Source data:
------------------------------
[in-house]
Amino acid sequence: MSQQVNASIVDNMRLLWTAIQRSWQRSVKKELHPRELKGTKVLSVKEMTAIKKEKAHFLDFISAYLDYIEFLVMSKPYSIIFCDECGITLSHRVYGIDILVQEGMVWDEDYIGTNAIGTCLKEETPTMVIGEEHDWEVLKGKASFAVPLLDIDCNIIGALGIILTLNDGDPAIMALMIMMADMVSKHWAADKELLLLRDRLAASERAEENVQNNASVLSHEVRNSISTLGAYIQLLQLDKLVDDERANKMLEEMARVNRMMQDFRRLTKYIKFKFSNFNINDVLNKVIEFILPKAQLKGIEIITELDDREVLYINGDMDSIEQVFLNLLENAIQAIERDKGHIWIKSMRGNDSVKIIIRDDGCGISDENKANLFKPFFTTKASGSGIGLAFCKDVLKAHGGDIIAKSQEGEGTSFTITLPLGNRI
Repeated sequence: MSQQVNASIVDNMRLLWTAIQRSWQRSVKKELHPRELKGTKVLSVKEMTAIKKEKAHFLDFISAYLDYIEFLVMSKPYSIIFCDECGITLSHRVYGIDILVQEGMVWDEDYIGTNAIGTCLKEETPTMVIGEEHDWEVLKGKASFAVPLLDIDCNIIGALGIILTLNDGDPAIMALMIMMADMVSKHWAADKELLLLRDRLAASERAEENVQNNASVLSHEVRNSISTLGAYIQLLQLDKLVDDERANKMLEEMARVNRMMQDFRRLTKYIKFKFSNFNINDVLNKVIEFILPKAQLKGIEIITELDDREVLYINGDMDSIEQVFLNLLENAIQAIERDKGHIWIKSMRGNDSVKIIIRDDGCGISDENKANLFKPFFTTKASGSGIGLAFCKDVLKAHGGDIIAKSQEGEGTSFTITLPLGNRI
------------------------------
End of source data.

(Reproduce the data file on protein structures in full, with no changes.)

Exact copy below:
[in-house]
Amino acid sequence: MSQQVNASIVDNMRLLWTAIQRSWQRSVKKELHPRELKGTKVLSVKEMTAIKKEKAHFLDFISAYLDYIEFLVMSKPYSIIFCDECGITLSHRVYGIDILVQEGMVWDEDYIGTNAIGTCLKEETPTMVIGEEHDWEVLKGKASFAVPLLDIDCNIIGALGIILTLNDGDPAIMALMIMMADMVSKHWAADKELLLLRDRLAASERAEENVQNNASVLSHEVRNSISTLGAYIQLLQLDKLVDDERANKMLEEMARVNRMMQDFRRLTKYIKFKFSNFNINDVLNKVIEFILPKAQLKGIEIITELDDREVLYINGDMDSIEQVFLNLLENAIQAIERDKGHIWIKSMRGNDSVKIIIRDDGCGISDENKANLFKPFFTTKASGSGIGLAFCKDVLKAHGGDIIAKSQEGEGTSFTITLPLGNRI
Repeated sequence: MSQQVNASIVDNMRLLWTAIQRSWQRSVKKELHPRELKGTKVLSVKEMTAIKKEKAHFLDFISAYLDYIEFLVMSKPYSIIFCDECGITLSHRVYGIDILVQEGMVWDEDYIGTNAIGTCLKEETPTMVIGEEHDWEVLKGKASFAVPLLDIDCNIIGALGIILTLNDGDPAIMALMIMMADMVSKHWAADKELLLLRDRLAASERAEENVQNNASVLSHEVRNSISTLGAYIQLLQLDKLVDDERANKMLEEMARVNRMMQDFRRLTKYIKFKFSNFNINDVLNKVIEFILPKAQLKGIEIITELDDREVLYINGDMDSIEQVFLNLLENAIQAIERDKGHIWIKSMRGNDSVKIIIRDDGCGISDENKANLFKPFFTTKASGSGIGLAFCKDVLKAHGGDIIAKSQEGEGTSFTITLPLGNRI